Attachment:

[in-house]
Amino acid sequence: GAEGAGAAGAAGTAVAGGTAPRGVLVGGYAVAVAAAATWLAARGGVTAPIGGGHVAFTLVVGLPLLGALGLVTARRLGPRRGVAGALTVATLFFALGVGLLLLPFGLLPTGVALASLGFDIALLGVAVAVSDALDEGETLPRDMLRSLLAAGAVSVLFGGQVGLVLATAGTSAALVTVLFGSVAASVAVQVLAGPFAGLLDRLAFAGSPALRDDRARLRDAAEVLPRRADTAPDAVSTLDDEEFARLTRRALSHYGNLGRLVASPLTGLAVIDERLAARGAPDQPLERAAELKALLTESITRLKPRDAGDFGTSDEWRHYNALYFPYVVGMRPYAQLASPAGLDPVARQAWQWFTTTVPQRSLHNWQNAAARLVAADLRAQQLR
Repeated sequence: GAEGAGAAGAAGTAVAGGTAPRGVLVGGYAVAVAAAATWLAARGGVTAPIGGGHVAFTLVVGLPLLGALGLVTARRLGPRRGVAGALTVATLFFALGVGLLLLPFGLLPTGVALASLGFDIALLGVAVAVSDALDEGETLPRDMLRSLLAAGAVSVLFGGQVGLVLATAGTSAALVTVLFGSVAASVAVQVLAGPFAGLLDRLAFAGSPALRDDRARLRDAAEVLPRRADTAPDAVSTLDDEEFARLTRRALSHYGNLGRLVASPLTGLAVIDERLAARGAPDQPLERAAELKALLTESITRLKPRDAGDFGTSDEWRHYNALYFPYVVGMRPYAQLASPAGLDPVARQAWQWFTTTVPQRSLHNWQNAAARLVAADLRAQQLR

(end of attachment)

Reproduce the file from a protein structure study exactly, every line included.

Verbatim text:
[in-house]
Amino acid sequence: GAEGAGAAGAAGTAVAGGTAPRGVLVGGYAVAVAAAATWLAARGGVTAPIGGGHVAFTLVVGLPLLGALGLVTARRLGPRRGVAGALTVATLFFALGVGLLLLPFGLLPTGVALASLGFDIALLGVAVAVSDALDEGETLPRDMLRSLLAAGAVSVLFGGQVGLVLATAGTSAALVTVLFGSVAASVAVQVLAGPFAGLLDRLAFAGSPALRDDRARLRDAAEVLPRRADTAPDAVSTLDDEEFARLTRRALSHYGNLGRLVASPLTGLAVIDERLAARGAPDQPLERAAELKALLTESITRLKPRDAGDFGTSDEWRHYNALYFPYVVGMRPYAQLASPAGLDPVARQAWQWFTTTVPQRSLHNWQNAAARLVAADLRAQQLR
Repeated sequence: GAEGAGAAGAAGTAVAGGTAPRGVLVGGYAVAVAAAATWLAARGGVTAPIGGGHVAFTLVVGLPLLGALGLVTARRLGPRRGVAGALTVATLFFALGVGLLLLPFGLLPTGVALASLGFDIALLGVAVAVSDALDEGETLPRDMLRSLLAAGAVSVLFGGQVGLVLATAGTSAALVTVLFGSVAASVAVQVLAGPFAGLLDRLAFAGSPALRDDRARLRDAAEVLPRRADTAPDAVSTLDDEEFARLTRRALSHYGNLGRLVASPLTGLAVIDERLAARGAPDQPLERAAELKALLTESITRLKPRDAGDFGTSDEWRHYNALYFPYVVGMRPYAQLASPAGLDPVARQAWQWFTTTVPQRSLHNWQNAAARLVAADLRAQQLR